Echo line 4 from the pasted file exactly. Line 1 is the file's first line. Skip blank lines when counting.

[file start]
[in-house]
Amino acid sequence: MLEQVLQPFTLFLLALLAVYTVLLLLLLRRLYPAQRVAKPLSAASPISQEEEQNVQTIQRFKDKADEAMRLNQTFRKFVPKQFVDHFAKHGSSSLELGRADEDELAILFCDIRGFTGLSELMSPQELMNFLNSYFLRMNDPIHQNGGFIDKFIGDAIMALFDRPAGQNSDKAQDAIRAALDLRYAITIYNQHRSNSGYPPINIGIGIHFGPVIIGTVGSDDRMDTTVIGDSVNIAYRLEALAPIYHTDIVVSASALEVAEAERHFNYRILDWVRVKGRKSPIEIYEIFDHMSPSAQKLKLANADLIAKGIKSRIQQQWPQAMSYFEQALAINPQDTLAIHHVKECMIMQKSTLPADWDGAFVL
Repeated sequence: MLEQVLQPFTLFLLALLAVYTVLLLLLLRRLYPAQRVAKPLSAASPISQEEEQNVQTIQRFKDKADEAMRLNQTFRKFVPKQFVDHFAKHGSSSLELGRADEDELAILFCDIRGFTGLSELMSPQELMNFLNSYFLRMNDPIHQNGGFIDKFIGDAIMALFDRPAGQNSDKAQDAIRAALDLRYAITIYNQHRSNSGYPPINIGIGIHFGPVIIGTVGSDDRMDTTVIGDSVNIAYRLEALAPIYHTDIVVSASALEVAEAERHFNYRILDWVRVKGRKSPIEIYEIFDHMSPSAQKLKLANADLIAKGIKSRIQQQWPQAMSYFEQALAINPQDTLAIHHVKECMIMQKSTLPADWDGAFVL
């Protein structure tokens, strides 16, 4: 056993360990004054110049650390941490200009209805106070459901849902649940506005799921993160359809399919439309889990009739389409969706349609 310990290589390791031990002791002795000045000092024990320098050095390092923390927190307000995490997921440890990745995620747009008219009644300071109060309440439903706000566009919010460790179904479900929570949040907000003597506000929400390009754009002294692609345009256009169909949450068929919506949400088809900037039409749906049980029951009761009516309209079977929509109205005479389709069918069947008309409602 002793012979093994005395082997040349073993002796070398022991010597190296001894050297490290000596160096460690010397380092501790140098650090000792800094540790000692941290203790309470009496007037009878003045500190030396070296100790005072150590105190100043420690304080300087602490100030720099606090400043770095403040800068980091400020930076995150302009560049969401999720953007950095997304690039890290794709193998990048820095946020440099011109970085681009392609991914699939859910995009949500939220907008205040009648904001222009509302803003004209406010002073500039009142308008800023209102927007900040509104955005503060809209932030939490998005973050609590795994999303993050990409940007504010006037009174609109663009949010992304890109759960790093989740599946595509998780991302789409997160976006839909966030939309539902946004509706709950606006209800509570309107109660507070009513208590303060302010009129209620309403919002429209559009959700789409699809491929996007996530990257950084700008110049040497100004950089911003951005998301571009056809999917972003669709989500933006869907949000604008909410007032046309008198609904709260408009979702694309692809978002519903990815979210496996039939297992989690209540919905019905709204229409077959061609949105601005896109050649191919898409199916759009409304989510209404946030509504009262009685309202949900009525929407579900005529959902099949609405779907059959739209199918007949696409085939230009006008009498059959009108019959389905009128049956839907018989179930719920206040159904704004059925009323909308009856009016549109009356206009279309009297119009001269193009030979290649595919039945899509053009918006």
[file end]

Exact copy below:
């Protein structure tokens, strides 16, 4: 056993360990004054110049650390941490200009209805106070459901849902649940506005799921993160359809399919439309889990009739389409969706349609 310990290589390791031990002791002795000045000092024990320098050095390092923390927190307000995490997921440890990745995620747009008219009644300071109060309440439903706000566009919010460790179904479900929570949040907000003597506000929400390009754009002294692609345009256009169909949450068929919506949400088809900037039409749906049980029951009761009516309209079977929509109205005479389709069918069947008309409602 002793012979093994005395082997040349073993002796070398022991010597190296001894050297490290000596160096460690010397380092501790140098650090000792800094540790000692941290203790309470009496007037009878003045500190030396070296100790005072150590105190100043420690304080300087602490100030720099606090400043770095403040800068980091400020930076995150302009560049969401999720953007950095997304690039890290794709193998990048820095946020440099011109970085681009392609991914699939859910995009949500939220907008205040009648904001222009509302803003004209406010002073500039009142308008800023209102927007900040509104955005503060809209932030939490998005973050609590795994999303993050990409940007504010006037009174609109663009949010992304890109759960790093989740599946595509998780991302789409997160976006839909966030939309539902946004509706709950606006209800509570309107109660507070009513208590303060302010009129209620309403919002429209559009959700789409699809491929996007996530990257950084700008110049040497100004950089911003951005998301571009056809999917972003669709989500933006869907949000604008909410007032046309008198609904709260408009979702694309692809978002519903990815979210496996039939297992989690209540919905019905709204229409077959061609949105601005896109050649191919898409199916759009409304989510209404946030509504009262009685309202949900009525929407579900005529959902099949609405779907059959739209199918007949696409085939230009006008009498059959009108019959389905009128049956839907018989179930719920206040159904704004059925009323909308009856009016549109009356206009279309009297119009001269193009030979290649595919039945899509053009918006």